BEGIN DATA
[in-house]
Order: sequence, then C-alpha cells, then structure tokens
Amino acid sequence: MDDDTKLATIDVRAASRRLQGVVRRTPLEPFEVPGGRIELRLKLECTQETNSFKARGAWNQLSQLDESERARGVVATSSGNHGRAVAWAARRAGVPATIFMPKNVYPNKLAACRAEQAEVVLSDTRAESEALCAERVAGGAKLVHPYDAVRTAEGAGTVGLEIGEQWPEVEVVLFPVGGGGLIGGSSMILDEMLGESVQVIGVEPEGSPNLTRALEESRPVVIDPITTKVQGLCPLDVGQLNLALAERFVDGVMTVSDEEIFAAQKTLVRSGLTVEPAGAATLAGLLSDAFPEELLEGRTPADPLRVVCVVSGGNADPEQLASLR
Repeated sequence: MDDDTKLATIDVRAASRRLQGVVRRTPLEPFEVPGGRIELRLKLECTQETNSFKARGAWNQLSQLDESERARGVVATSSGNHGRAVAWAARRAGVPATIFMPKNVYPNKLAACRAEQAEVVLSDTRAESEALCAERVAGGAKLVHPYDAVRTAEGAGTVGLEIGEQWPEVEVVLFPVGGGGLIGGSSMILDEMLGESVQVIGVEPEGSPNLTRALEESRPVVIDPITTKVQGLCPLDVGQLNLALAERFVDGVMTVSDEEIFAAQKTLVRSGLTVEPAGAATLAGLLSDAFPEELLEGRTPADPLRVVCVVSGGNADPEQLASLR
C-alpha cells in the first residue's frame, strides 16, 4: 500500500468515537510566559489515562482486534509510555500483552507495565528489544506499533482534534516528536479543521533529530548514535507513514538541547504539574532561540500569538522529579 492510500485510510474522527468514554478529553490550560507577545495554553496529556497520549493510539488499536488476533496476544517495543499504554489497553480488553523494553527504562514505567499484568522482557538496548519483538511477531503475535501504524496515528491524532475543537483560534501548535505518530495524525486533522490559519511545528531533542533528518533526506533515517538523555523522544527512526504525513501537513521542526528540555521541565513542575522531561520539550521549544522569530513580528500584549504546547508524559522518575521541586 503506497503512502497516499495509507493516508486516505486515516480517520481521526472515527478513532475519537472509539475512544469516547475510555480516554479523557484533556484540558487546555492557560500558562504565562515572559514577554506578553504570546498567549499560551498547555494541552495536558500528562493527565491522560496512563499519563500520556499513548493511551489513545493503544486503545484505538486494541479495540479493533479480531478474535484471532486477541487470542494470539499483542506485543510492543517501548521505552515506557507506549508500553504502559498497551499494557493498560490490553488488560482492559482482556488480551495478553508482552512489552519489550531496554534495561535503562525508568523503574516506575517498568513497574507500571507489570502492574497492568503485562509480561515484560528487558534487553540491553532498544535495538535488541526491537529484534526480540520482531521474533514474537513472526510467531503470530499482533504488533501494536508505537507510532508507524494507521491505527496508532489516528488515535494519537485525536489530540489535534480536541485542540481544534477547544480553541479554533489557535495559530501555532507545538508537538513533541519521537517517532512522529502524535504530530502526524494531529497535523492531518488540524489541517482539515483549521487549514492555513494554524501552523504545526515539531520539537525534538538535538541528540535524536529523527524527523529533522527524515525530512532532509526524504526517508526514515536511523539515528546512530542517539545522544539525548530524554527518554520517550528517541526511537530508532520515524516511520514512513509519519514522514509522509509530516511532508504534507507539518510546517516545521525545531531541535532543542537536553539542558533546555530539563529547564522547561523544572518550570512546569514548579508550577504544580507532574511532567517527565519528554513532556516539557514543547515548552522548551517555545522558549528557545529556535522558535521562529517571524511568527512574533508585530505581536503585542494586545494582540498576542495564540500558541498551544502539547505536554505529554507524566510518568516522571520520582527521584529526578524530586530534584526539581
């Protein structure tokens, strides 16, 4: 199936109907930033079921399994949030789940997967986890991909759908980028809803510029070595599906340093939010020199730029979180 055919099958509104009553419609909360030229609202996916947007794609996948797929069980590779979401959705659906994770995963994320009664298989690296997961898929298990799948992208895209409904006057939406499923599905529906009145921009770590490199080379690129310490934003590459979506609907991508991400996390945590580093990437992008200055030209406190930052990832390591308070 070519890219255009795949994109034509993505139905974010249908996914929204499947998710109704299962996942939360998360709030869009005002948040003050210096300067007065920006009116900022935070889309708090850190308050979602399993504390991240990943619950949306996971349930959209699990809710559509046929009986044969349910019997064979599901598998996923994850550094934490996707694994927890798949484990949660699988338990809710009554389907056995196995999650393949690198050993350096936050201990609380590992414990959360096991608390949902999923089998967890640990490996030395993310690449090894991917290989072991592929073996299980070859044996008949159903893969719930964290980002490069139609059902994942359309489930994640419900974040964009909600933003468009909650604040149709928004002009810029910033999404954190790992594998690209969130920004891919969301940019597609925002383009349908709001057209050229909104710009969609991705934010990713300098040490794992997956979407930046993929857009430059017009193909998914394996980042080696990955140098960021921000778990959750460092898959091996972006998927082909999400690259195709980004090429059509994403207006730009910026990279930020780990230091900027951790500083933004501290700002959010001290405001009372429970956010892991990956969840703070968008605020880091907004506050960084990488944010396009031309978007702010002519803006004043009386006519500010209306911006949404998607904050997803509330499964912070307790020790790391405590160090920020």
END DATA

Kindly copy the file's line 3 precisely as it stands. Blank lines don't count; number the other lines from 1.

Amino acid sequence: MDDDTKLATIDVRAASRRLQGVVRRTPLEPFEVPGGRIELRLKLECTQETNSFKARGAWNQLSQLDESERARGVVATSSGNHGRAVAWAARRAGVPATIFMPKNVYPNKLAACRAEQAEVVLSDTRAESEALCAERVAGGAKLVHPYDAVRTAEGAGTVGLEIGEQWPEVEVVLFPVGGGGLIGGSSMILDEMLGESVQVIGVEPEGSPNLTRALEESRPVVIDPITTKVQGLCPLDVGQLNLALAERFVDGVMTVSDEEIFAAQKTLVRSGLTVEPAGAATLAGLLSDAFPEELLEGRTPADPLRVVCVVSGGNADPEQLASLR